Questions for “Healthy screen time is one challenge of distance learning”

a girl on a computer attending a virtual lesson and a boy at the same table on his tablet

Screen time for classwork isn’t bad, experts say. Sometimes it can provide flexibility in your schedule. But, they add, your time online should never get in the way of exercise and sleep time.

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To accompany feature “Healthy screen time is one challenge of distance learning


Before Reading:

1. Tally up how much time you spend, on average, looking at the screen of a smart phone — and computer, tablet or television. How much of it is for classwork and how much for recreation or something else?

2. How has your school day changed since the coronavirus pandemic hit? List how it has changed not only the amount of time you spend in “class,” but also where you do your classwork, when the class day starts and ends, how much you exercise each day and how much sleep you get.

During Reading:

1.  The Canadian 24 Hour Movement Guidelines for Children and Youth recommends how much screen time per day (aside from classwork), and how many minutes of exercise? In the April 2020 study cited in the story, how many kids met these guidelines along with its guidelines on sleep?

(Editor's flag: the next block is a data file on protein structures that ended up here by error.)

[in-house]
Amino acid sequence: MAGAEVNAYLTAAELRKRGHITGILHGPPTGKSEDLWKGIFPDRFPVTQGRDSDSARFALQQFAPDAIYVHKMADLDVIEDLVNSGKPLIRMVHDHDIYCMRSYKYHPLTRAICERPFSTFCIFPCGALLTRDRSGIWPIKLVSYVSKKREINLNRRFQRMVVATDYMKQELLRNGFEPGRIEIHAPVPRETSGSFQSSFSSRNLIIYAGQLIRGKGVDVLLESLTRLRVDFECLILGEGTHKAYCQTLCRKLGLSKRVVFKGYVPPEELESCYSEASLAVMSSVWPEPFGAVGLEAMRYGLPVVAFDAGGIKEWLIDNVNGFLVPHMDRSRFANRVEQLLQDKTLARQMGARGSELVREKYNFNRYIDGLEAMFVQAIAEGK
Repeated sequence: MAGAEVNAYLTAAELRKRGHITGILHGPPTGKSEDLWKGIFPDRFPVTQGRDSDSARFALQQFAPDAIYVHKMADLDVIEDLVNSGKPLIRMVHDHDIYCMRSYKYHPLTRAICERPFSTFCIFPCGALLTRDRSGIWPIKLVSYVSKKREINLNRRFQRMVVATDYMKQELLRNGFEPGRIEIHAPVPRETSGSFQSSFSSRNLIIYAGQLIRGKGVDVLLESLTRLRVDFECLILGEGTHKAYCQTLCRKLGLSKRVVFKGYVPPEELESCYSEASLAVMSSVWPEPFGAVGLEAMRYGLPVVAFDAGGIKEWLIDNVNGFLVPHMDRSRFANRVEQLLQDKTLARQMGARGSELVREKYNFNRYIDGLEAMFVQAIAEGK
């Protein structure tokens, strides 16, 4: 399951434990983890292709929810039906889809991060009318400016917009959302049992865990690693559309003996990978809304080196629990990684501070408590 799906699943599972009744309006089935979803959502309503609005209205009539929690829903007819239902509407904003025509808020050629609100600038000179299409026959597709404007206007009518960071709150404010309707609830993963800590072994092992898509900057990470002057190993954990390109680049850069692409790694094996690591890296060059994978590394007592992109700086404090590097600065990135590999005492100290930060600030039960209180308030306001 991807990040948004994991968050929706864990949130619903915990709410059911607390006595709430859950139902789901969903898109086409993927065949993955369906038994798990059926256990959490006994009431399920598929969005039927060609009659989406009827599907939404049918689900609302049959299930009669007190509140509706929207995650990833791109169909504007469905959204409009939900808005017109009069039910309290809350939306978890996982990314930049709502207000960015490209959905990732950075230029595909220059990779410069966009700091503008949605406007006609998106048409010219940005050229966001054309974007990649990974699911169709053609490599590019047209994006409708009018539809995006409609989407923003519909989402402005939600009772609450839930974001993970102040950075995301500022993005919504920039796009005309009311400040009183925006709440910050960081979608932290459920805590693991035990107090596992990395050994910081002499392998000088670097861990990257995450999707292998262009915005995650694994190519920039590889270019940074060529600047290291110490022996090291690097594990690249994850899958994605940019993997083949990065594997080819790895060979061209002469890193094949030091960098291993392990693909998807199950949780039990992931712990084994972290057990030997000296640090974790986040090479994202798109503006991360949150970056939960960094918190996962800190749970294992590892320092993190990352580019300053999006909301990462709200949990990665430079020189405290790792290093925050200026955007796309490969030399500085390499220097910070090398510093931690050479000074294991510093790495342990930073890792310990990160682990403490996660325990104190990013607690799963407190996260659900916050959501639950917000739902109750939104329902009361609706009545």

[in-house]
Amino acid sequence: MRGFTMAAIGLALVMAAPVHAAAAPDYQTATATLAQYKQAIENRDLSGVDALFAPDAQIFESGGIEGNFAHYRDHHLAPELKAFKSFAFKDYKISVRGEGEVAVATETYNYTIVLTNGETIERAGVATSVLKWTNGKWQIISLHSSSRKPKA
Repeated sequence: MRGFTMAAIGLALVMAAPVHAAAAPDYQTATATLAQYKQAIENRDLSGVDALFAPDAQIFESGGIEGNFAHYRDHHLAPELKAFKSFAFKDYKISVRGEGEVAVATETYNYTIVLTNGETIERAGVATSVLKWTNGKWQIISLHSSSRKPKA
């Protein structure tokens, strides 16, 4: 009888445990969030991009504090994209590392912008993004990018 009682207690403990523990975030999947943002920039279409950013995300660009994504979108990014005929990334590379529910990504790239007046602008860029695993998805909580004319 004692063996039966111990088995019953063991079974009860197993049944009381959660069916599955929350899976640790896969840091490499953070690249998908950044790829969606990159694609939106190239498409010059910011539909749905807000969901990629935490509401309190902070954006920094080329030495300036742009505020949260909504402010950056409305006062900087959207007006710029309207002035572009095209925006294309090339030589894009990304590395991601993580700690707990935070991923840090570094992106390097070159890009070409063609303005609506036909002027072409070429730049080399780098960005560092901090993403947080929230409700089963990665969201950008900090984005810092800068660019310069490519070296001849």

2.  Give at least three health problems that have been linked with too much screen time in kids, based on the story.

3.  Taren Sanders says in the story, “I’m not too concerned about the additional screen time kids are having [during the pandemic].” What bothers him instead?

4.  What is metabolism? And describe metabolic syndrome.

5.  What is myopia and why does the story suggest limiting screen time and going outside can each help avoid it?

6.  How did Taren Sanders’ team describe the differences between educational, social, passive and interactive screen time? In a 2019 study by these researchers, which appeared to pose the most problems and for which students?

7.  According to the study, what share of U.S. students lacks access to a computer at home? What proportion don’t have high-speed internet access?

8.  Once the coronavirus pandemic closed Khalid Patton’s school, what share of his students showed up for his classes online?

9.  Why did many of those kids have trouble with online lessons, and how did Patton’s school try to address the issue?

10. To what potential advantages in distant learning did Aisha Bonner point?

After Reading:

1.  What have been the three biggest challenges with classroom changes in a time of COVID-19? What were the three most useful take-messages from this piece for you? Do you (or can you) put them into practice? If not, why not?

2.  Going back to the first question that you answered on this page — about your own screen-time habits. Which now appear most unhealthy, based on the article? From your answer to the second question, which of your post-pandemic school-day changes appear most beneficial? Which are most unhealthy? What three changes might you make to better adapt your habits to the distance-learning world? Will you likely make them? Why or why not?